“Fitbit Ultra – teal” by Ashstar01 – Own work. Licensed under Creative Commons Attribution-Share Alike 3.0 via Wikimedia Commons
Personal devices are the hot new consumer electronic trend right now. Some show really great promise at solving certain medical problems. Others just further propel people toward increased internet connectivity and socialization. These devices present problems for libraries in many of the some ways that tablets, ipods, and laptops do. There is the increased bandwidth demand the second someone walks into the library with their iphone, tablet, and smartwatch all wifi enabled at the same time demanding synchronization updates, geolocation services, and the current time. But for some library patrons who are not tech savvy, they bring their unboxed devices to setup at the library. Either from lack of knowledge on how to do it, lack of companion equipment, or no Internet at home, library staff have to get educated quickly on setting up unfamiliar devices. I’ve run into myriads of problems with helping people setup their devices, though usually resolved after some time. And then I had trouble with my own.
I recently acquired a Fitbit. A Fitbit is a personal activity monitor, also known as a fancy electronic pedometer. It aggregates data, syncs with devices, looks very cool, and is a small, wearable device. Syncing the device to the Fitbit service allows an individual to track activity through fancy charts and set goals. And then it has the usual socialization options, though I wonder how many would care to read about my steps progress on Facebook and Twitter?
I was most excited about the wireless syncing options. The official website claimed that I could sync my device through my Android devices with Bluetooth. I assumed that I would also be able to setup my device via the Fitbit App. Both expectations immediately failed. Upon unboxing the device, I quickly discovered that I had to setup my device on a Windows based machine*. My house no longer contains a Windows machine (we are Linux primarily) and as usual, the Fitbit is not Linux friendly. I could not setup the device via the App either. All the app was good for was looking at those pretty charts and notifying my Facebook friends about my steps progress (#bigfail). So down to the library I went. I can’t remember how I setup the device exactly, but I managed to get it setup on a Windows machine in our back office. It required downloading some software and turning the device on.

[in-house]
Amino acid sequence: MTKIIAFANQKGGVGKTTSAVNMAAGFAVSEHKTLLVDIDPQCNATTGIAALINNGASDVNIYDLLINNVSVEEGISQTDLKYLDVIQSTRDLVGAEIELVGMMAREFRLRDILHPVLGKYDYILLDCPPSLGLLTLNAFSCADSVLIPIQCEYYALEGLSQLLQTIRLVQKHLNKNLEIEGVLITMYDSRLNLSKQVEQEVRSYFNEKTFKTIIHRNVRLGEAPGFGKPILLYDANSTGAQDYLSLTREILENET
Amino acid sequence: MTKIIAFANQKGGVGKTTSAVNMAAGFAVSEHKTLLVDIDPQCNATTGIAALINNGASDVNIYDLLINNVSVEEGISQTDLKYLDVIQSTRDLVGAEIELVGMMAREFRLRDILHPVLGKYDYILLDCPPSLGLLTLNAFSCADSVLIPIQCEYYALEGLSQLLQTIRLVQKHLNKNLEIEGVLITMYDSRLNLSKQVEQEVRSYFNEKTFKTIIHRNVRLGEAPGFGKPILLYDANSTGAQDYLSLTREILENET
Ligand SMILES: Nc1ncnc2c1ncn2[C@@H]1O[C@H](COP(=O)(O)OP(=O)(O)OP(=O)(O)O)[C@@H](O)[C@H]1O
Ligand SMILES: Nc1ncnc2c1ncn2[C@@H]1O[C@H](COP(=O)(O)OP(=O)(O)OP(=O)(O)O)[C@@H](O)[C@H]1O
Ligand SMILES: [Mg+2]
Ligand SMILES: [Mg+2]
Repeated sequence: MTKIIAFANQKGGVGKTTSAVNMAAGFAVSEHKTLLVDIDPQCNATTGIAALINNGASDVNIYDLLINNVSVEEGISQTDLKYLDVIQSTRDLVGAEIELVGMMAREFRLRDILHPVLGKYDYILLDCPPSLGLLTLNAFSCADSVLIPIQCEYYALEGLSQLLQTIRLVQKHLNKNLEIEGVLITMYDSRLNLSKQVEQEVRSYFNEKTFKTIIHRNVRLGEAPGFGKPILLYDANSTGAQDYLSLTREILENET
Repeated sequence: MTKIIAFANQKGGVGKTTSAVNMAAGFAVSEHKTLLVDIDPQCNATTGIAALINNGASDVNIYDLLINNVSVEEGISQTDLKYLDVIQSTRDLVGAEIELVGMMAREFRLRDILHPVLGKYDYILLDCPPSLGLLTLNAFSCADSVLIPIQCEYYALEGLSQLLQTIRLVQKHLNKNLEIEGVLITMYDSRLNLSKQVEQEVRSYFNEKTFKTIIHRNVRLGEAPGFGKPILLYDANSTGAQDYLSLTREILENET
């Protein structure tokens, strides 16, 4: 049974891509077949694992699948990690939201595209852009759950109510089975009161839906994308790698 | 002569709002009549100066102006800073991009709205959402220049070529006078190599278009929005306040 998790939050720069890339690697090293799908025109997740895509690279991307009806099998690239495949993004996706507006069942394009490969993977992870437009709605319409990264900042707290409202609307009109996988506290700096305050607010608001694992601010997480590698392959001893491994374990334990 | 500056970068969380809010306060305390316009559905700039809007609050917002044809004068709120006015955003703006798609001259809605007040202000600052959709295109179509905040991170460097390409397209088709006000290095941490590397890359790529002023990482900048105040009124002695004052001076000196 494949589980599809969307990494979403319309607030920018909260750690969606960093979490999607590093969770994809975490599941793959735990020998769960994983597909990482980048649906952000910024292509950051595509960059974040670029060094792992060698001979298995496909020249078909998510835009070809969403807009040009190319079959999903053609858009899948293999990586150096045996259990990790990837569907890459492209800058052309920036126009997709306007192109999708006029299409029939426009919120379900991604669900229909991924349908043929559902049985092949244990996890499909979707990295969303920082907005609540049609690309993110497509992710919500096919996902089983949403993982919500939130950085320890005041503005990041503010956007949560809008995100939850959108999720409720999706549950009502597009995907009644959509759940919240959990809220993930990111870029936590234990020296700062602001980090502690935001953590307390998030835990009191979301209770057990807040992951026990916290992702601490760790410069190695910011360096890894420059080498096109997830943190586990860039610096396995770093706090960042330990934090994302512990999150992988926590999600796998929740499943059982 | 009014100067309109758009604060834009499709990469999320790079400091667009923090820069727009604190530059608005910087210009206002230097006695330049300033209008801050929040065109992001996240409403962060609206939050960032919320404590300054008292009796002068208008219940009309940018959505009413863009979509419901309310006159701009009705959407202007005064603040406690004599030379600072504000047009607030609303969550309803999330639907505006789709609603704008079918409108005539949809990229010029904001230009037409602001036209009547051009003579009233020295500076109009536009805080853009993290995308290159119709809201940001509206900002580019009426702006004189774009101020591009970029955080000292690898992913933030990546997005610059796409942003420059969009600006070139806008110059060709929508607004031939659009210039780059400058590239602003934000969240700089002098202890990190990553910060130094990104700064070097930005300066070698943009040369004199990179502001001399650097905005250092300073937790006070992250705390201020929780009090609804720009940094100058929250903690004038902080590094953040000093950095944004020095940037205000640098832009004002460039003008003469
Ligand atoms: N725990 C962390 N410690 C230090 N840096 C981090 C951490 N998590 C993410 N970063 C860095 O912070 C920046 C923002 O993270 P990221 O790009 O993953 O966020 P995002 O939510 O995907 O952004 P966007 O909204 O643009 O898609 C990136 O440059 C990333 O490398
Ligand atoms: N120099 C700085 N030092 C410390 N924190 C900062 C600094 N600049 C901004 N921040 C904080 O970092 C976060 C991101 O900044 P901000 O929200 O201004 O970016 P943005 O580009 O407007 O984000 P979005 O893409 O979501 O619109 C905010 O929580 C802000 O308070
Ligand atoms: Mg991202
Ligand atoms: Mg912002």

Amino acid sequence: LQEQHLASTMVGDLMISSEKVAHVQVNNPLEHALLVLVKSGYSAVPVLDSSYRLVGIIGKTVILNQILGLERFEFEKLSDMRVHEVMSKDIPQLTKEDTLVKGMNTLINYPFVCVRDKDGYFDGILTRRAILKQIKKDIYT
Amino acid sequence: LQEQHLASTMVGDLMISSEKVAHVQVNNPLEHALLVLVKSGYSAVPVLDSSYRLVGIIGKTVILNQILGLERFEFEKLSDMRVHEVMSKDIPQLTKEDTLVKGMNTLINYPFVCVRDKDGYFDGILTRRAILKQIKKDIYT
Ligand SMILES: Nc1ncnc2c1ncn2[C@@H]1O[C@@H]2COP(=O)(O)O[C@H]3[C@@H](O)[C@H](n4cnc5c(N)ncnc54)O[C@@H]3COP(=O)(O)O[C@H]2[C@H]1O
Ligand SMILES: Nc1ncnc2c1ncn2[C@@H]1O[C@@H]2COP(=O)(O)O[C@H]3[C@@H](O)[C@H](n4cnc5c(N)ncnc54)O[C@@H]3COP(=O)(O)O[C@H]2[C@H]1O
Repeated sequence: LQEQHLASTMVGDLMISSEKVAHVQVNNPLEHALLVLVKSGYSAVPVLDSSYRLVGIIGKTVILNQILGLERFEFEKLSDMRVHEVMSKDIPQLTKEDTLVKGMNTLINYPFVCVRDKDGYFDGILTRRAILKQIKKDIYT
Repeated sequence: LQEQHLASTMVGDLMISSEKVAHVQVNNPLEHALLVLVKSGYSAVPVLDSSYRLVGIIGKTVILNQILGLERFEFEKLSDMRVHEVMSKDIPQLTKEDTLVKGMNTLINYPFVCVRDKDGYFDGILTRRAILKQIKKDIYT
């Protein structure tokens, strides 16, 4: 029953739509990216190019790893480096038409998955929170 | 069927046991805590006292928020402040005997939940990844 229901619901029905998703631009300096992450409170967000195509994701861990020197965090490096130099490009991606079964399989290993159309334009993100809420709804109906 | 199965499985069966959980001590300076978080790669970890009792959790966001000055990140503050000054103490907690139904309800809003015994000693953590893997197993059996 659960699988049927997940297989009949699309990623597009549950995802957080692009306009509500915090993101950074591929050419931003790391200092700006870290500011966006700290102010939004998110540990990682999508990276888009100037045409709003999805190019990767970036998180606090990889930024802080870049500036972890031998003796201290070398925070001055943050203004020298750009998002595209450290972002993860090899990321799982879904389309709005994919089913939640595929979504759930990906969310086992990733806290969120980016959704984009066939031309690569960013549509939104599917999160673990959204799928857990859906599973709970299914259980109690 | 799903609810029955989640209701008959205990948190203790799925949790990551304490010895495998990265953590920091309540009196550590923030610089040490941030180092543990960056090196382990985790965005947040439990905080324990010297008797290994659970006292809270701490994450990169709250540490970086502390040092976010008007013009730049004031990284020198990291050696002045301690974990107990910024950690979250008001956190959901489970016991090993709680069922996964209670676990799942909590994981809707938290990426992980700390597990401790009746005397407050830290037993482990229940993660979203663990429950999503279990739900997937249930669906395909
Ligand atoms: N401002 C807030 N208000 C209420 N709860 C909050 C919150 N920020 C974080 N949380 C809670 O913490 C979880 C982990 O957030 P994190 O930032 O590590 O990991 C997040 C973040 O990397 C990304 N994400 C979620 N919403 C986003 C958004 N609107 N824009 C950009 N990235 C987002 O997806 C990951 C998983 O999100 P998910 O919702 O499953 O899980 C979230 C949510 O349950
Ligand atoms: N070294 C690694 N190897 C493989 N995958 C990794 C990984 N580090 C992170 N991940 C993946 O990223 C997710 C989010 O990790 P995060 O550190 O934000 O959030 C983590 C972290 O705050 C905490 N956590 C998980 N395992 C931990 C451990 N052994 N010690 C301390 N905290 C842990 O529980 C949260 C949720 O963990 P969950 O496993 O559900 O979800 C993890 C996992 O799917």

So I wore the device for a few days hoping that I could sync my device via Bluetooth on my Android tablet to the Fitbit App. Again, another #bigfail. I used a brand new, hot off the manufacturing belt, Google Nexus 10 tablet with Bluetooth and discovered the devices could not talk to each other. They had different versions of Bluetooth with the Fitbit device having a specialized version. Further research showed that most Android devices do not have the latest Bluetooth, and in fact, only a few devices actually work wirelessly with the Fitbit (#bigfail). The only way I could sync my device to the Fitbit app was to, counting steps the whole way, trek down to the library and attach it to the office computer via a specialized dongle.
By this time I was getting a bit frustrated. I had a device that was supposed to be easy to use and is supposed to sync and interact with my other devices, and it clearly did not. Further research revealed some rather disturbing privacy and usage practices for the Fitbit company. Any data that you aggregate and sync to your Fitbit account becomes the property of Fitbit. They reserve the right to use that data for any purpose. If you want access to it offline to send to, say, your doctor, you have to pay for it.
So with all this, I boxed my fitbit back up and sent it back to the company. The device was no longer convenient, or easy, to use and had some appalling privacy issues. I was amused to see my device did somehow sync (security issue?) with something, because it managed to log 32,000 steps as it travelled back to the warehouse. I then used my refund to buy a simple $20, low-tech pedometer that tells me, and only me, what I need to know. Some devices, such as iPhones, now integrate activity monitoring, rendering the need for a Fitbit moot.
What about library patrons? How do we help them use and understand these types of devices? Are we seeing the transformation of library services to include technical guidance on purchases?
Oh, and don’t forget the number one tech rule! Make sure that any device you buy will work with what you already own.
*Supposedly, you can set the device up via a Mac, but since I don’t own one, I can’t test it out.